What makes you think that the things you are arguing about wouldn't have occurred to the hundreds of scientists who have already examined this issue in great depth? What makes YOU think you can come up with something that they haven't already included in their analysis? ESPECIALLY something so obvious and so rudimentary??

Are you really that arrogant? Are you REALLY that self-deluded?? Shouldn't you be asking yourself what it is that you so obviously missed, and doing the research to find out?
Gawad
5 / 5 (2) Apr 01, 2014
O.k., G, you've put out a lot of stuff that I'm, well, unfamiliar with.

There are galaxies receding away from ours faster then c because of ST expansion, did they get atomized when they went over our horizon? Did we when we went over theirs?


At the EH of a black hole, that communication block happens at the planck scale.


Excuse me? Please provide a non-naïve reference for this please. You *must* have gotten this from somewhere. (Cont.)
Gawad
5 / 5 (2) Apr 01, 2014
(Cont.)
Electrons and other subatomic particles will be fine, but their ability to stick together depends on them being able to interact with each other.


If they're accelerating down a gravity well along with their mediating particles, they can. Heck, if Alice and Bob have both crossed the EH of the galactic BH, Alice 100m ahead of Bob and she tries to warn him, her radio signal doesn't have to move "upstream" in an absolute sense to reach Bob. Those photons are sill going "down" but so is Bob and he's going to catch up to them and get the message because those photons still move at c reletive to Bob (though it's to late for him). This will even work if Bob is initially outside the EH but doesn't have the ability to escape. (Cont.)
Gawad
5 / 5 (2) Apr 01, 2014
You do understand that they cannot communicate with each other, right?


No I don't, sorry. And I'd REALLY like a "non-naïve" reference that backs your (and A_P's apparently) claim. Because I can't find or think of any. (lacking that, I'd like to respectfully suggest that you may be misinterpreting the significance of "the area under the curve".)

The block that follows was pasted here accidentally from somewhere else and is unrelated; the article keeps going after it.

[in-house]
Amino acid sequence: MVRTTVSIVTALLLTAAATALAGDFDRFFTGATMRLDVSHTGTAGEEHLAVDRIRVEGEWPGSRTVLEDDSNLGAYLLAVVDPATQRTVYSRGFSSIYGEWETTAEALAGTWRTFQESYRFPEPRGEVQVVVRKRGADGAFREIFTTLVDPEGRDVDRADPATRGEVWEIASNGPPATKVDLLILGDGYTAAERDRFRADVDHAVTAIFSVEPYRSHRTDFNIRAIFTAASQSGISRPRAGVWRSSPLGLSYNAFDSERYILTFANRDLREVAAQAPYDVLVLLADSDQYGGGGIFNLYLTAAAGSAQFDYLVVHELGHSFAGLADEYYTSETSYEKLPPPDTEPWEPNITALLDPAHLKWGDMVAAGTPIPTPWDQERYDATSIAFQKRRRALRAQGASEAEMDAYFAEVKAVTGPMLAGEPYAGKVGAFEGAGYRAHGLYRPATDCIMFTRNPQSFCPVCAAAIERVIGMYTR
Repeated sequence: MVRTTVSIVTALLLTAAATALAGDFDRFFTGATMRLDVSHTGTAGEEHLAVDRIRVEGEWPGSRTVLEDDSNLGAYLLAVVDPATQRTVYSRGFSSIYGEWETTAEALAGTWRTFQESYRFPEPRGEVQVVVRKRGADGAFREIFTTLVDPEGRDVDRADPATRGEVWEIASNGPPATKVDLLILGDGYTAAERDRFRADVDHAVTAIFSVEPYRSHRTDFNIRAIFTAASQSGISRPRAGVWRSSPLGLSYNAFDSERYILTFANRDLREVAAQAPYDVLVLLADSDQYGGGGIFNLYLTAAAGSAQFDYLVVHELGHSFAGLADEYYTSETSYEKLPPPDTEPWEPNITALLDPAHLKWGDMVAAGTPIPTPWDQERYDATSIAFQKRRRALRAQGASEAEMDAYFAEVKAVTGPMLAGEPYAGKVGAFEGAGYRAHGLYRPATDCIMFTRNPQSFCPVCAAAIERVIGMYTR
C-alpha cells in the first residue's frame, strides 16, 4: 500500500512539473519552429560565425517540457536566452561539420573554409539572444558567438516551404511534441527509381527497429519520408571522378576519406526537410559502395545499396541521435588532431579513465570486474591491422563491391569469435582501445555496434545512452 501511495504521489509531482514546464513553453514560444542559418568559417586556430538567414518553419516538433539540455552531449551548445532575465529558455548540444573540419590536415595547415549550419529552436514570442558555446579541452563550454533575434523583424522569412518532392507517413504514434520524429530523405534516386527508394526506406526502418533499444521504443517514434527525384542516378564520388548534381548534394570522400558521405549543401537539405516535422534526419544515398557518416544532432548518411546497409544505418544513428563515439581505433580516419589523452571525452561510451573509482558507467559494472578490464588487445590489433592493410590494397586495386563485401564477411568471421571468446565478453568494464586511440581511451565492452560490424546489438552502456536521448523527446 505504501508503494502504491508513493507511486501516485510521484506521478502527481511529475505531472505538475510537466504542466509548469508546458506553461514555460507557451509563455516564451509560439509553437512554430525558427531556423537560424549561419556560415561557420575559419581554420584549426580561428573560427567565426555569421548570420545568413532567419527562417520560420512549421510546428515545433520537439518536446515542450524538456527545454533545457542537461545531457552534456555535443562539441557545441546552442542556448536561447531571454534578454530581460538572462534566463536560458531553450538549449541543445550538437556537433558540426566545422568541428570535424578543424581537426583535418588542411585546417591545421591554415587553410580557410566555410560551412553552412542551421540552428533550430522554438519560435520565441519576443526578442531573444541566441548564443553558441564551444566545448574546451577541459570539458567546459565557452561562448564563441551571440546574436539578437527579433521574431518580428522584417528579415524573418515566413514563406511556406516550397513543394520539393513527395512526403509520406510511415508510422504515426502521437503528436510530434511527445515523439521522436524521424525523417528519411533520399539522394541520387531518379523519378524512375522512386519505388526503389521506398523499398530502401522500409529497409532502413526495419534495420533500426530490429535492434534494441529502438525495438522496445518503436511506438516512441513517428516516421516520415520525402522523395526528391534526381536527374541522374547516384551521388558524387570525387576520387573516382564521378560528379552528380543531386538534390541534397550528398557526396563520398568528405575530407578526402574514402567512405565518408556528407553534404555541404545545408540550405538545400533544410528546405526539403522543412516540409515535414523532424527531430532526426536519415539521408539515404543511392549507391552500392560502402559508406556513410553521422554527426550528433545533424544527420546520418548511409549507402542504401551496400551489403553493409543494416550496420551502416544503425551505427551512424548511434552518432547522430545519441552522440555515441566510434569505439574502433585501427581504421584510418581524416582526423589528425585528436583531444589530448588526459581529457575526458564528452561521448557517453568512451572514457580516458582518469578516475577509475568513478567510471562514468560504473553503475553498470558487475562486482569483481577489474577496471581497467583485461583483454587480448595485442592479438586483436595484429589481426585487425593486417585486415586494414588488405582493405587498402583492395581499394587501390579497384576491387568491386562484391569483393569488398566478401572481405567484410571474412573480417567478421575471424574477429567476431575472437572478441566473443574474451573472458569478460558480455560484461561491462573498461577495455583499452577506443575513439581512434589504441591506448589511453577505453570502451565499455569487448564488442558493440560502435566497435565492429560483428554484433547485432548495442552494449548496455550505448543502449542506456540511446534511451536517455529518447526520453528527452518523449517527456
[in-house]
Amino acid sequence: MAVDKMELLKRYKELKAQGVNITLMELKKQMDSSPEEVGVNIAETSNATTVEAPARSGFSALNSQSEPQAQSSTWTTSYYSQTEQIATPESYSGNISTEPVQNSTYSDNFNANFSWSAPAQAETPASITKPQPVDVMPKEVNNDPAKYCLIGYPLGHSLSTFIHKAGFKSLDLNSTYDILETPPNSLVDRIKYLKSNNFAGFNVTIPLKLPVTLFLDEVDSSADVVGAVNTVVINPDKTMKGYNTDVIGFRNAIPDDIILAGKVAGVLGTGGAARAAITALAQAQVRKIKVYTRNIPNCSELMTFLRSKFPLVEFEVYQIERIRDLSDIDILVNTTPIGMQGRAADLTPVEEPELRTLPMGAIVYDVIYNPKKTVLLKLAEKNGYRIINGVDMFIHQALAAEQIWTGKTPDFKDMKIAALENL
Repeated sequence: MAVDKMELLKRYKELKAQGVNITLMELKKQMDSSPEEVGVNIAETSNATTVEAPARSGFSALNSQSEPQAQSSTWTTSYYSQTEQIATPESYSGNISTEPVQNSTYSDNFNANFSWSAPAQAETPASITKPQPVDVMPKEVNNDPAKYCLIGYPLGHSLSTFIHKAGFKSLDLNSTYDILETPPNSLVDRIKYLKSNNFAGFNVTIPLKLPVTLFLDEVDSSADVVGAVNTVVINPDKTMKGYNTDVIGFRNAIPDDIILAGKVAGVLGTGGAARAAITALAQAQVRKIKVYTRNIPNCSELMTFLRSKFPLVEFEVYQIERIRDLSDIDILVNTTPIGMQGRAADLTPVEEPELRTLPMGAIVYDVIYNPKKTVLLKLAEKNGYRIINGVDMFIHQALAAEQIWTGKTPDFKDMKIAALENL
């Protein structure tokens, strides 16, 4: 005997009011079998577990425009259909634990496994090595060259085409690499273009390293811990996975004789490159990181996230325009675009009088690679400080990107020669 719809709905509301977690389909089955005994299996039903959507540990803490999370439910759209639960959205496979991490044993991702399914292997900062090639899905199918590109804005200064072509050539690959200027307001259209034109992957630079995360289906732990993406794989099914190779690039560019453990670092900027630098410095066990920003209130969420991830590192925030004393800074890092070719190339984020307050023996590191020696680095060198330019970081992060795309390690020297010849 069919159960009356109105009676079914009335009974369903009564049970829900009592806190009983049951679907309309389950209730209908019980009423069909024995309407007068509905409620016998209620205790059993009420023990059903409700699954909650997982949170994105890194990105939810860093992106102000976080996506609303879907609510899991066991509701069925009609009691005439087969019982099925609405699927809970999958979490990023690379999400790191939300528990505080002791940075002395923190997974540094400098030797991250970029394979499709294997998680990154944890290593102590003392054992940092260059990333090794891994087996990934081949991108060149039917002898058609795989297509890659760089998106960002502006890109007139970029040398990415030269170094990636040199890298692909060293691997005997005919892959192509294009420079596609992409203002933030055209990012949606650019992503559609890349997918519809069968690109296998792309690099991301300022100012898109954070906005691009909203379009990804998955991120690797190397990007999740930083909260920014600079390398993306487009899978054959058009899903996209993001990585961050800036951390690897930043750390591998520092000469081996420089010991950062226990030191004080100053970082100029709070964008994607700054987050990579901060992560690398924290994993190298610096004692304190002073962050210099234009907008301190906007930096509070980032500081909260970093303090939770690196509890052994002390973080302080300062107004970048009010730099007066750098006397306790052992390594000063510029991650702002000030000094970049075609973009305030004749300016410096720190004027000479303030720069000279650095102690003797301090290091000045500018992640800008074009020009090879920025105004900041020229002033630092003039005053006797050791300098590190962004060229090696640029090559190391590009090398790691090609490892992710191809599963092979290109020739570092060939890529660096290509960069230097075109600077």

The gravitational field at the EH of a black hole is a whole different kind of EH than other types of EH.


Is it? How so? Are you aware that even cosmological horizons emit Hawking Radiation? http://math.ucr.e...end.html Paragraph 24. That actually sounds like they are a lot more similar than different. Again, it sounds to me like you're claiming a violation of the Equivalence Principle; please provide a reference.

Look up the wiki page on event horizons.


I did. Come on, this is obvious. I have done so several times over the years.
Gawad
5 / 5 (2) Apr 01, 2014
(Cont.)
There's a short description of various types [of horizons] there. They are not all the same.


If you're thinking of particle horizons, those are purely circumstantial and don't involve Relativity.

If you're thinking of a cosmological horizon, then aside from a BH EH cloaking a singularity, then *how are the two types of EHs themselves* fundamentally different?

Beyond the EH of any BH, the gravity field is of such high magnitude that every Planck length down is cut off from the outside above it. It is like an infinite, nested series of the cosmological EH's you're talking about.